Rwanda pulls me inside out, upside down, sideways (several times) all the while pushing me forward, backward, high, low, never to return to the same starting place.
There are many aspects of my life here that I can’t write about publicly, and these all have to do with my Rwandan family. Some parts of life should and will be private. So if you’re related to me by blood or by choice, your presence here is limited.
This has been my third trip to Rwanda. I’ll always be able to say that I was in Rwanda when men holding hands in public was very common. This beautiful outward expression of friendship is slowly caving into the unfortunate perception that such a gesture is sexualized. I see the culture here inexorably Westernizing, and this is heart-breaking.
The capital has developed so much in the last three years, and my life has changed along with it. My relationship with this country grows more and more complex. I keep reminding myself that knowing a place means knowing all about it, its strengths and weaknesses, the ways it brings me sublime pleasure, and the ways it breaks my heart. And by “a place,” I mean people here. And by “people here,” I mean my loved ones.
This trip has been focused on two of my strengths: planning and communication. (Of course there’s loving, but that is always a focus.) These strengths—all three, really—have gotten quite a workout here. Strategic planning, project planning, stop-gap planning, life planning, research planning—take your pick; I’ve done them all in the last month.
Communicating here is sometimes a challenge with my limited Kinyarwandan. But I love African English. I love the way that here the long a is not as sharp, not as closed in the throat as it is in the US. I love that today, in an ordinary conversation with a Rwandan colleague, he used the verb avail. Making myself understood is sometimes a syntactic challenge; I follow the constructions of Rwandan English most of the time here, and then I forget how to speak my own native English. And weird sayings come to mind: is it lickety split or lickety spit? Who cares? And why does this phrase pop into my mind here in these last few weeks?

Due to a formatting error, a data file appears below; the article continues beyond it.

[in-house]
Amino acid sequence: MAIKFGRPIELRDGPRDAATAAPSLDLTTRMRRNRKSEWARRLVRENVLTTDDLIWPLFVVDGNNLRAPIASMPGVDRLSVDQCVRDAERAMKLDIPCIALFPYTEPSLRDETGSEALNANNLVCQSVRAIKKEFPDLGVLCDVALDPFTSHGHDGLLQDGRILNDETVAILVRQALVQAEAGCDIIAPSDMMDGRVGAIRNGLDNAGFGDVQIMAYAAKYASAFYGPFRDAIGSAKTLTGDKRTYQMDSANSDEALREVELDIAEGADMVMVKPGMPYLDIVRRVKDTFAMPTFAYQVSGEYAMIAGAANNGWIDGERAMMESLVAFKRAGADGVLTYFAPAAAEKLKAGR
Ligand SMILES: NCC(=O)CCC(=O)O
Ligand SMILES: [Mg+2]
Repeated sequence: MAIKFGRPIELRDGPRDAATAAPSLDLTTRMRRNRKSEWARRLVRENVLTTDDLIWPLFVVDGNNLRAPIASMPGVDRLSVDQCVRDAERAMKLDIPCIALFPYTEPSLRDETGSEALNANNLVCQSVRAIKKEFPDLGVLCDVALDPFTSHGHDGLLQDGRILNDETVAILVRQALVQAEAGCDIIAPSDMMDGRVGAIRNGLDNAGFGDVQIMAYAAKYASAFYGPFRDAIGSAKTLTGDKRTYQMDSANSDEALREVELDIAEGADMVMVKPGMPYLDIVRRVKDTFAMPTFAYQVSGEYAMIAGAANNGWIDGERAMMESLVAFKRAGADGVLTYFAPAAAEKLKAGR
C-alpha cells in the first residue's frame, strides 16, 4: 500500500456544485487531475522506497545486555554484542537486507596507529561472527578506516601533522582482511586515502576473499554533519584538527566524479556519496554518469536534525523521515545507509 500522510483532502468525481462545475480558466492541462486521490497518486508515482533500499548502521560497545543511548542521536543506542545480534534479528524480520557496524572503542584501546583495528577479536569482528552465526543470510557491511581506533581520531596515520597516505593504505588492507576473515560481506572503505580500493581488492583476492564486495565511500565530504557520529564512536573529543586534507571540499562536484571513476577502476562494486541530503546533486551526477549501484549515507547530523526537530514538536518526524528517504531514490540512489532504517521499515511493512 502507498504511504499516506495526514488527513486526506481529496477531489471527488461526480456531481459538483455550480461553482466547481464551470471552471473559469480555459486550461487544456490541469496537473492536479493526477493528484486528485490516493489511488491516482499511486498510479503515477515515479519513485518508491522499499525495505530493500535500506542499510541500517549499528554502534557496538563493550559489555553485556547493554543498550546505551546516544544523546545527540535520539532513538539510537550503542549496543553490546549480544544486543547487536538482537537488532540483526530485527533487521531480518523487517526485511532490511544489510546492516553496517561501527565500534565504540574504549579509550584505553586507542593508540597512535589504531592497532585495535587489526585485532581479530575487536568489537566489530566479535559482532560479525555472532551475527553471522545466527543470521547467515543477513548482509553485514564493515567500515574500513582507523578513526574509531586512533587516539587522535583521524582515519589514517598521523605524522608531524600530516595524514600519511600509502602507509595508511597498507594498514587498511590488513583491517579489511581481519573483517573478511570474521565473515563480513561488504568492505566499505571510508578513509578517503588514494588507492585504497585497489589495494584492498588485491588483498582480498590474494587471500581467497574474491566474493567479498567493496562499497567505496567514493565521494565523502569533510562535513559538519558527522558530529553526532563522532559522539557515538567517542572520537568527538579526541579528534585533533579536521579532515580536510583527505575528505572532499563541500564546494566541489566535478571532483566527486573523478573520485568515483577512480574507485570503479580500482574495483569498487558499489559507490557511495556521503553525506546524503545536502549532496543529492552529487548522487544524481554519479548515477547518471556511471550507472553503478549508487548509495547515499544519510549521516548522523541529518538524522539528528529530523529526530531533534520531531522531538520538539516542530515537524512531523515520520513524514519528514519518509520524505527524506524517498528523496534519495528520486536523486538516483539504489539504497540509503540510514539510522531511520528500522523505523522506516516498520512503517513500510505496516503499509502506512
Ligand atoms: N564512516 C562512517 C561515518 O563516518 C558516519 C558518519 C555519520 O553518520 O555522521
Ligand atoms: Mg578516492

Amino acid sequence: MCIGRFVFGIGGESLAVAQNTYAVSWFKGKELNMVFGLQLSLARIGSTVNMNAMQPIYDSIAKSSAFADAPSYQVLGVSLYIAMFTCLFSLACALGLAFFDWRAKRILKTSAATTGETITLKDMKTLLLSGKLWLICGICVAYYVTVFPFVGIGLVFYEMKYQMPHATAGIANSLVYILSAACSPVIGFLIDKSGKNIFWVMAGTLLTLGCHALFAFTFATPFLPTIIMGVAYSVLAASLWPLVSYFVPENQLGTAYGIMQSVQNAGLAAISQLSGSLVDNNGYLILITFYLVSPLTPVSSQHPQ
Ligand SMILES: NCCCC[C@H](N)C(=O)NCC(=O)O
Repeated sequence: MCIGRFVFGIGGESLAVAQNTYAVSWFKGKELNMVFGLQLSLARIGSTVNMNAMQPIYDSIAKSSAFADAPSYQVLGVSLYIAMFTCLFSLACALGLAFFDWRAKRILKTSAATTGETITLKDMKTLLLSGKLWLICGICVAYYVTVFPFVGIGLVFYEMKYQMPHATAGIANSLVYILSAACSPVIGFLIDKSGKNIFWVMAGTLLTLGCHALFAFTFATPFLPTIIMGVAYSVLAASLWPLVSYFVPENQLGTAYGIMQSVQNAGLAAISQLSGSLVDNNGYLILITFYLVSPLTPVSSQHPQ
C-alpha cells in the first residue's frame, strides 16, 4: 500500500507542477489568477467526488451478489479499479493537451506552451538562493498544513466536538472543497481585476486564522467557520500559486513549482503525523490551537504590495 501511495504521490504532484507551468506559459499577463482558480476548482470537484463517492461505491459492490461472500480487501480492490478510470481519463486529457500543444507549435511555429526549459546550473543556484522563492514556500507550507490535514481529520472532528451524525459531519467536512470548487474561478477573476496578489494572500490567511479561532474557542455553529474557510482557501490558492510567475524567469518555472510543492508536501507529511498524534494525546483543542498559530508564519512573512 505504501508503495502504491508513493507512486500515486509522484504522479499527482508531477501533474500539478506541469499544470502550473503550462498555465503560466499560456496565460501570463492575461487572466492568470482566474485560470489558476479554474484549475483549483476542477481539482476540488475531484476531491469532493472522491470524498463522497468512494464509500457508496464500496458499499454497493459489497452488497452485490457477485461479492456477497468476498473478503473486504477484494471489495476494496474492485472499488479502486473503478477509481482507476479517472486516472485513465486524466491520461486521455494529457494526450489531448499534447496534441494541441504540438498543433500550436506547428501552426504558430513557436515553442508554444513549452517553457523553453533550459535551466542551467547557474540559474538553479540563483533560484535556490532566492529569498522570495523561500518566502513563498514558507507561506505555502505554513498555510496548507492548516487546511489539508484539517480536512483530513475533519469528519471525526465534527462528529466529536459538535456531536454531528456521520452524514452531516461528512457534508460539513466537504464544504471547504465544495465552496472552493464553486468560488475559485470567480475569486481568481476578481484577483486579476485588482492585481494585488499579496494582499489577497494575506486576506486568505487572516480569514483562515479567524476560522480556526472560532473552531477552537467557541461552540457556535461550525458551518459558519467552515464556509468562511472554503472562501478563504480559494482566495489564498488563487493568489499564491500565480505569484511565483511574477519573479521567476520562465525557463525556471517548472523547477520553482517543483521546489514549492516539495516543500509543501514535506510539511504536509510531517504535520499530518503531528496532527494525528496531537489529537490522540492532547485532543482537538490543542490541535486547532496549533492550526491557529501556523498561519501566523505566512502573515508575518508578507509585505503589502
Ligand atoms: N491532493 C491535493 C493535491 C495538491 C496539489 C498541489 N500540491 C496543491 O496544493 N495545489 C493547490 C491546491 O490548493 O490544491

One could argue that sometimes, communication is not my strength.
But when it comes to important aspects of communication, especially some of the rhetorical aspects, I’m on top of that.
And in the past ten days or so, Rwanda does not seem exotic. Instead, it just feels like where I am, like home. I forget to notice the differences in the colors of people’s skin; I forget to notice how strange Kinyarwandan sounds to my ears. If I really know the context, I can get most of what is said anyway (surprising some people). And I slip into we and us when I talk about some aspects of Rwandan society. This last part is something I keep an eye on—over-identification is probably just as dangerous as neocolonialism. It’s just that life here sometimes feels ordinary, even while I know this is an extraordinary experience.
Part of me feels so much at home here, as I’ve written about before. This relationship with Rwanda and Rwandans continues to puzzle, challenge, and motivate me.
Is it possible to have one foot in Texas and the other in Rwanda? Watch me.